• Well, I have news for you.

  • We were once just as certain

  • that the world was flat.

  • We were wrong then, and we are wrong again.

  • And I want to invite you now

  • to come along on my journey of reeducation and discovery.

  • When I was a young man,

  • a young biologist in Africa,

  • I was involved in setting aside marvelous areas

  • as future national parks.

  • Now no soonerthis was in the 1950s —

  • and no sooner did we remove the hunting,

  • drum-beating people to protect the animals,

  • than the land began to deteriorate,

  • as you see in this park that we formed.

  • Now, no livestock were involved,

  • but suspecting that we had too many elephants now,

  • I did the research and I proved we had too many,

  • and I recommended that we would have to reduce their numbers

  • and bring them down to a level that the land could sustain.

  • Now, that was a terrible decision for me to have to make,

  • and it was political dynamite, frankly.

  • So our government formed a team of experts

  • to evaluate my research.

  • They did. They agreed with me,

  • and over the following years,

  • we shot 40,000 elephants to try to stop the damage.

  • And it got worse, not better.

  • Loving elephants as I do,

  • that was the saddest and greatest blunder of my life,

  • and I will carry that to my grave.

  • One good thing did come out of it.

  • It made me absolutely determined

  • to devote my life to finding solutions.

  • When I came to the United States, I got a shock,

  • to find national parks like this one

  • desertifying as badly as anything in Africa.

  • And there'd been no livestock on this land

  • for over 70 years.

  • And I found that American scientists

  • had no explanation for this

  • except that it is arid and natural.

  • So I then began looking

  • at all the research plots I could

  • over the whole of the Western United States

  • where cattle had been removed

  • to prove that it would stop desertification,

  • but I found the opposite,

  • as we see on this research station,

  • where this grassland that was green in 1961,

  • by 2002 had changed to that situation.

  • And the authors of the position paper on climate change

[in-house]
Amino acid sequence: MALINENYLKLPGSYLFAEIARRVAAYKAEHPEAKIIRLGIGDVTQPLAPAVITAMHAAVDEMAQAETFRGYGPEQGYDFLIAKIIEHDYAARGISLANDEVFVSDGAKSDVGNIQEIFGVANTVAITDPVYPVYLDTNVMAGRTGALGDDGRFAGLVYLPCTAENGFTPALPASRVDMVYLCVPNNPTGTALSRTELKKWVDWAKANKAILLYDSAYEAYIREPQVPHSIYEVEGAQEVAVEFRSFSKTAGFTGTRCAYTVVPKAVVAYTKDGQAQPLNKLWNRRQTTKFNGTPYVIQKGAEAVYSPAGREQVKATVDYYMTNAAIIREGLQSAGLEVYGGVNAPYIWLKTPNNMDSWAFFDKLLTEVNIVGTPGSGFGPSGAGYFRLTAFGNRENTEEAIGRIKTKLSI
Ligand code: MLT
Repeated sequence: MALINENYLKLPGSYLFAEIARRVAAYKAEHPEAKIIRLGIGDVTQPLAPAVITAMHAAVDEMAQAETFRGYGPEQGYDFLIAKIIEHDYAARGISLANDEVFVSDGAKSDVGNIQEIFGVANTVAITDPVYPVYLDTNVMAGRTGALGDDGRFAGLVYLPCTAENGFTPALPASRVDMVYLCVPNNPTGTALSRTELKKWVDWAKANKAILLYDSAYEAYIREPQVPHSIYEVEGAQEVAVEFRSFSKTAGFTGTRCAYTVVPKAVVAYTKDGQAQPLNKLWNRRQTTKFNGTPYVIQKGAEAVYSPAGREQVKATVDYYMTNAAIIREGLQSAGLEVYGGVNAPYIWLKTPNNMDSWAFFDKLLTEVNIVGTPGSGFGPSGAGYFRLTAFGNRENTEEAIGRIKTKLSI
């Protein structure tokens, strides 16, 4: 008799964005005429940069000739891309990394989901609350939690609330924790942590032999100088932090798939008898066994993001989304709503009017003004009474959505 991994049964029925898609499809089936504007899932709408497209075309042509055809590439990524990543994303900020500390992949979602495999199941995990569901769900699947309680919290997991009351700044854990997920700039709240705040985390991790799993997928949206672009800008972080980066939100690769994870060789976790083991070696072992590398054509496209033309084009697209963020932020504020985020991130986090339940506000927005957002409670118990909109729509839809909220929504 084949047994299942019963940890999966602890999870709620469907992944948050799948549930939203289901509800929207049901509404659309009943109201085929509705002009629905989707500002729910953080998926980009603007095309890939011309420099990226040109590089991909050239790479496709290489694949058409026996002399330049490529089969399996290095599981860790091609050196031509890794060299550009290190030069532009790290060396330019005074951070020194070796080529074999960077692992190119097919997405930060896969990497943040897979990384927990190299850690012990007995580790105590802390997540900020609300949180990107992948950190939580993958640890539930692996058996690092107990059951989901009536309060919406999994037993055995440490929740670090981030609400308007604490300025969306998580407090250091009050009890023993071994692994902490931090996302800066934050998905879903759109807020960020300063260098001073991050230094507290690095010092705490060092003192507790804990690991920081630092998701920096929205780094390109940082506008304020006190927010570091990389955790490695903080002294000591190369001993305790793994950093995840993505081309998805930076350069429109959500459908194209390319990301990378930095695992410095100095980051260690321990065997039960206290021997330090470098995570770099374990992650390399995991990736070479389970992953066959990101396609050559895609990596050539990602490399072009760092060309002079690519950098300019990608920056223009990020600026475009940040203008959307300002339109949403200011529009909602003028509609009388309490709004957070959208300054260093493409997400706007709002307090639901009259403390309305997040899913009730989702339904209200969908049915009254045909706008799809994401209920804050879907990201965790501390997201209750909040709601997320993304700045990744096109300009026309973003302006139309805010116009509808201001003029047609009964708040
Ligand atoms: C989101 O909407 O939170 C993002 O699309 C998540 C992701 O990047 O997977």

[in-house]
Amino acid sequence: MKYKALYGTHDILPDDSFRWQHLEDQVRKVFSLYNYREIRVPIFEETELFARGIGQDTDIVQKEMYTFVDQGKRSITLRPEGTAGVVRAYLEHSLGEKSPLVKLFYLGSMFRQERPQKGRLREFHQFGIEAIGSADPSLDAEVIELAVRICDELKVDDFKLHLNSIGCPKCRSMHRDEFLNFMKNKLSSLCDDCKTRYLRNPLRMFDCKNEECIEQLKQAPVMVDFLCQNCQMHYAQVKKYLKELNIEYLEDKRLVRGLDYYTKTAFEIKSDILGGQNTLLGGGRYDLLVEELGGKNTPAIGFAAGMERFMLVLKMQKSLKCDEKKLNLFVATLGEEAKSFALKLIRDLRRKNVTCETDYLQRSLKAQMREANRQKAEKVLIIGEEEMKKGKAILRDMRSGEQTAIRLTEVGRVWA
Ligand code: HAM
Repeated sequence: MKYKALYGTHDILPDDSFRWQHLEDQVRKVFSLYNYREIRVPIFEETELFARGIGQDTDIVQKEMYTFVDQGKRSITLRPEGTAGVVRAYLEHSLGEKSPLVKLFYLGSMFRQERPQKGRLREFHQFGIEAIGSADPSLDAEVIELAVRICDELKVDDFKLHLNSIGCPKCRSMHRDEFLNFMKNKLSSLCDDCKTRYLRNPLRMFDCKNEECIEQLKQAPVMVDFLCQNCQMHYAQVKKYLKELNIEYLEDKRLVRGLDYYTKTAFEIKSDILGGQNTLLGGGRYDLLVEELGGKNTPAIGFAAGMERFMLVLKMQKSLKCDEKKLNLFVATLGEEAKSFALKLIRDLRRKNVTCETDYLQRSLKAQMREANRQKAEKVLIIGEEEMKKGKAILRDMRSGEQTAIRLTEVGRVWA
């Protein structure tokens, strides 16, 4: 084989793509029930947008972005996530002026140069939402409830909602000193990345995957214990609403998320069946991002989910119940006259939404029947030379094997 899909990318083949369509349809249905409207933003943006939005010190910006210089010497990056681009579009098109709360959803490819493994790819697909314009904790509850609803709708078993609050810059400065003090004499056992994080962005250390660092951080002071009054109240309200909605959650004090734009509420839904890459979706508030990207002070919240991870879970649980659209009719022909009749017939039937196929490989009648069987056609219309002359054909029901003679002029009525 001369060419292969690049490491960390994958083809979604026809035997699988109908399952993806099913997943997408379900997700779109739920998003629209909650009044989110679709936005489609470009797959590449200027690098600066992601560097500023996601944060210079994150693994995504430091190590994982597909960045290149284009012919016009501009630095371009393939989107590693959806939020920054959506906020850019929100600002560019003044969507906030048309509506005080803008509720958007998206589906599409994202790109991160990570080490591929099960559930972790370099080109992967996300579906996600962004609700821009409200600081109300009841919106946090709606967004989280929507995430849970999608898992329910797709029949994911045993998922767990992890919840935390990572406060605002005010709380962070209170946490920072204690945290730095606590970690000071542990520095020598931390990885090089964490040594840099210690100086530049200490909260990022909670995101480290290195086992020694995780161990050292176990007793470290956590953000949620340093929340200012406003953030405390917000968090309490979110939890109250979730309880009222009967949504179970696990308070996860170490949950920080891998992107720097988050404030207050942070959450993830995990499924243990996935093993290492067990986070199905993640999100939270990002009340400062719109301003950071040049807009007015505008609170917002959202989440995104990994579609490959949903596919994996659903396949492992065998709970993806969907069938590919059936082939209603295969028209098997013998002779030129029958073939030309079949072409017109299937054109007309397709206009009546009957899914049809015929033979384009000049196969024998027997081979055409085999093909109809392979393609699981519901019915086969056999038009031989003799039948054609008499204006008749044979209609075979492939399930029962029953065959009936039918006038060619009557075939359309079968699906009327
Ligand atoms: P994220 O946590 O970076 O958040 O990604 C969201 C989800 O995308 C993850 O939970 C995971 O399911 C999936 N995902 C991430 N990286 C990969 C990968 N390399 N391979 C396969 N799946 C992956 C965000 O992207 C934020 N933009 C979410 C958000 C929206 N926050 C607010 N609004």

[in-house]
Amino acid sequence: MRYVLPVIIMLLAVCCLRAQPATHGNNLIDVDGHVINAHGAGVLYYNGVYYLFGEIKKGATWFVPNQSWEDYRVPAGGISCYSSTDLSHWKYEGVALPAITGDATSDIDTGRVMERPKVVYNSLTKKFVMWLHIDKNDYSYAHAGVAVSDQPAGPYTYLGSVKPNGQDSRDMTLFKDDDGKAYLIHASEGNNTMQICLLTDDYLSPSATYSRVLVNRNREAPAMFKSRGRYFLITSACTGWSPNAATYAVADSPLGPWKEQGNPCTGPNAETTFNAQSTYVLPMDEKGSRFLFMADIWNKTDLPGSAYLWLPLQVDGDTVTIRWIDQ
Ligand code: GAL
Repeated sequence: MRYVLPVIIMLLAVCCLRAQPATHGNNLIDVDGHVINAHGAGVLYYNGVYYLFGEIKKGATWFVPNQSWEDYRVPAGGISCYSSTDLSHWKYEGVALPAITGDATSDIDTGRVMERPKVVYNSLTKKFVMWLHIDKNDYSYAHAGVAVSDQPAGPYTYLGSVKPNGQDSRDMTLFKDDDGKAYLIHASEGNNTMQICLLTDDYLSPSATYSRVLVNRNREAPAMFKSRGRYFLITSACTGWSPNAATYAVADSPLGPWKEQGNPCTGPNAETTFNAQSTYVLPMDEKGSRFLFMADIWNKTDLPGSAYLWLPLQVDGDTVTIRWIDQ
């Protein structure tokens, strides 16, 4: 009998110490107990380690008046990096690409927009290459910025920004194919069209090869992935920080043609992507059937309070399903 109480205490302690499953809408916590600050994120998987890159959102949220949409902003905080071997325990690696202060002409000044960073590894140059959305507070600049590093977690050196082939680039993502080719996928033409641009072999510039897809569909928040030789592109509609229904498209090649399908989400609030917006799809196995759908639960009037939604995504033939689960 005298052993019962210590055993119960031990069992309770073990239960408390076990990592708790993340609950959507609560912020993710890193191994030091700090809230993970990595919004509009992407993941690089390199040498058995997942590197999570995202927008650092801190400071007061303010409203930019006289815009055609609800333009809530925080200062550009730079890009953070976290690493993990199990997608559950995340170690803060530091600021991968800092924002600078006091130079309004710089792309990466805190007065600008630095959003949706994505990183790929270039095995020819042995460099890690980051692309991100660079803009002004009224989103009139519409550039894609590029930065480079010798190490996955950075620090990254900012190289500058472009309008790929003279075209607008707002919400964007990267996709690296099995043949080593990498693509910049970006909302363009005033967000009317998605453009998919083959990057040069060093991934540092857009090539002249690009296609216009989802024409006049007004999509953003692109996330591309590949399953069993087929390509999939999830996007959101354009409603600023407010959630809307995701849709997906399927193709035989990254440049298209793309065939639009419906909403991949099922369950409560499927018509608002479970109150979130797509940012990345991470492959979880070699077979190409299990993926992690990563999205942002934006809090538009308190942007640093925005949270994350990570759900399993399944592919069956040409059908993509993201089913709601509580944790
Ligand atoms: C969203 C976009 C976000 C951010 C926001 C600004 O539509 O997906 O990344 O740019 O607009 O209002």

• from which I obtained these pictures

  • attribute this change to "unknown processes."

  • Clearly, we have never understood

  • what is causing desertification,

  • which has destroyed many civilizations

  • and now threatens us globally.

  • We have never understood it.

  • Take one square meter of soil

  • and make it bare like this is down here,

  • and I promise you, you will find it much colder at dawn

  • and much hotter at midday

  • than that same piece of ground if it's just covered with litter,

  • plant litter.

  • You have changed the microclimate.

  • Now, by the time you are doing that

  • and increasing greatly the percentage of bare ground

  • on more than half the world's land,

  • you are changing macroclimate.

  • But we have just simply not understood

  • why was it beginning to happen 10,000 years ago?

  • Why has it accelerated lately?

  • We had no understanding of that.

  • What we had failed to understand

  • was that these seasonal humidity environments of the world,

  • the soil and the vegetation

  • developed with very large numbers of grazing animals,

  • and that these grazing animals

  • developed with ferocious pack-hunting predators.

  • Now, the main defense against pack-hunting predators

  • is to get into herds,

  • and the larger the herd, the safer the individuals.

  • Now, large herds dung and urinate all over their own food,

  • and they have to keep moving,

  • and it was that movement

  • that prevented the overgrazing of plants,

  • while the periodic trampling

  • ensured good cover of the soil,